There's a lot of literary activity this week, from important discussions about guns and American life to the expansion of minds and hearts and lives, leading into this year's edition of LitFest and culminating with the Colorado Book Awards on June 2. Oh, and Michael Pollan is coming to town, too. Keep reading for the best literary events on the calendar, and then book a few...
William Briggs, How America Got Its Guns
University of New Mexico Press
7:30 p.m., Wednesday, May 30
1107 Pearl Street, Boulder
$5 (can be credited to purchase)
Join author William Briggs
as he lays out a balanced and painstakingly unbiased account of the history of guns in America, focusing on the Second Amendment and the laws and court cases that it's spawned. Guns account for the deaths of more than 30,000 American every year — and too many of those are children. Briggs’s book, How America Got Its Guns: A History of the Gun Violence Crisis
, goes beyond bumpersticker slogans and tackles the complexities of an issue that's very much in need of examination — and resolute action.
Michael Pollan, How to Change Your Mind
Thursday, May 31, 7:30 p.m.
2526 East Colfax Avenue
$33 (admission includes a copy of the book)
Michael Pollan (The Omnivore’s Dilemma
) comes to Denver to read from and sign his much-anticipated new book
, How to Change Your Mind: What the New Science of Psychedelics Teaches Us About Consciousness, Dying, Addiction, Depression and Transcendence
. (I don’t know if Pollan’s books are getting better, but their titles sure are getting longer.) It's a brave and brilliant journey into our understanding of the mind, of ourselves, and of the world in which we all live. With its use of science, memoir, travel writing, history and medicine, the book is a triumph of participatory journalism.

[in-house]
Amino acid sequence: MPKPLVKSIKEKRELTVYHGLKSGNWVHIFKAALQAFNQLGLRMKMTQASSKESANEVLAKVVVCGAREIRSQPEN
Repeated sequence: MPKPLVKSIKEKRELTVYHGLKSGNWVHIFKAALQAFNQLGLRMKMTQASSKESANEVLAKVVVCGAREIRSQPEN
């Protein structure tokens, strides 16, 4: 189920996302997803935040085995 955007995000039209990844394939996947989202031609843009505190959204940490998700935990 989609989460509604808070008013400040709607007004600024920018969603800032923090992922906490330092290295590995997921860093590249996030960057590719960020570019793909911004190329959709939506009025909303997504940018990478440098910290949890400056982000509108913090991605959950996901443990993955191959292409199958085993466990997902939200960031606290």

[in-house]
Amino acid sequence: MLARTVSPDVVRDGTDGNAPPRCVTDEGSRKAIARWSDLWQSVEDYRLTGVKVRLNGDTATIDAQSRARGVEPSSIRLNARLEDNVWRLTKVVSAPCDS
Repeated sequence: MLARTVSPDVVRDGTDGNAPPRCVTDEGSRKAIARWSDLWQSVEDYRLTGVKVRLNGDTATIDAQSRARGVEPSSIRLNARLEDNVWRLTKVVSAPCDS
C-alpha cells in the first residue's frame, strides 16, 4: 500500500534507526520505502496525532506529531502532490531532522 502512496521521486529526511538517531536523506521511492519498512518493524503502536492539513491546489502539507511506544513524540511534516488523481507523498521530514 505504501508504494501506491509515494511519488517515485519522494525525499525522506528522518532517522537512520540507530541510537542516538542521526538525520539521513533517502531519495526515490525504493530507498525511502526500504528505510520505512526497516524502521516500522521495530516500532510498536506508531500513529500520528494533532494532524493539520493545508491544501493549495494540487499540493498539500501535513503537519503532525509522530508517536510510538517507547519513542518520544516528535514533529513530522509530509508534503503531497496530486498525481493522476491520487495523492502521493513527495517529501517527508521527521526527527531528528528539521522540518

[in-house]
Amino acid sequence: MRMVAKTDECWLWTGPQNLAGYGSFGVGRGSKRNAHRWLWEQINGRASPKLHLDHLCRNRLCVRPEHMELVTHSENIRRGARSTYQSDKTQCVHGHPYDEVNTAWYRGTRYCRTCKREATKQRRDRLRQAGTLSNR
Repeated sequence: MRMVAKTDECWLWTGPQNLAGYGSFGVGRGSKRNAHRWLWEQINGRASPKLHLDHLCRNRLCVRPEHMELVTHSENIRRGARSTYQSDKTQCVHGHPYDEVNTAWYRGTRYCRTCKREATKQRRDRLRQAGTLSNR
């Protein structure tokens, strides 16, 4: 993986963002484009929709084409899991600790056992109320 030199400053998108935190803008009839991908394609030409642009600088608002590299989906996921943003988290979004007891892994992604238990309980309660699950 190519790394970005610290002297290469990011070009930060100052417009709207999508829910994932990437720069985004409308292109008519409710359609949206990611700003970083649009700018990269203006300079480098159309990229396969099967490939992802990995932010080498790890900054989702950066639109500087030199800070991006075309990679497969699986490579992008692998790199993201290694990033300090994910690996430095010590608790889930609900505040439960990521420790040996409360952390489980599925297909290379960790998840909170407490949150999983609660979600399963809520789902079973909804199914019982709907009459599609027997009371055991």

LitFest Kickoff Party
Friday, June 1, 6 p.m.
Lighthouse Writers Workshop
1515 Race Street
$20 members/$30 non-members
Lighthouse Writers Workshop spends the first two weeks of June kicking your literary ass in a completely constructive and generous way — that sort of positive, feel-good, creatively productive ass-kicking that will make you smile, make you grateful, and make you come back for more year after year. The full schedule of the two-week literary bacchanal can be found here
, but on this inaugural night of LitFest 2018
, come to hear Steve Almond read from Bad Stories: What the Hell Just Happened to Our Country
, have your tarot cards read, enjoy some live music, eat a little, drink a little, mingle a little, and prep yourself for the inevitable and much-welcomed ass-kickings to follow.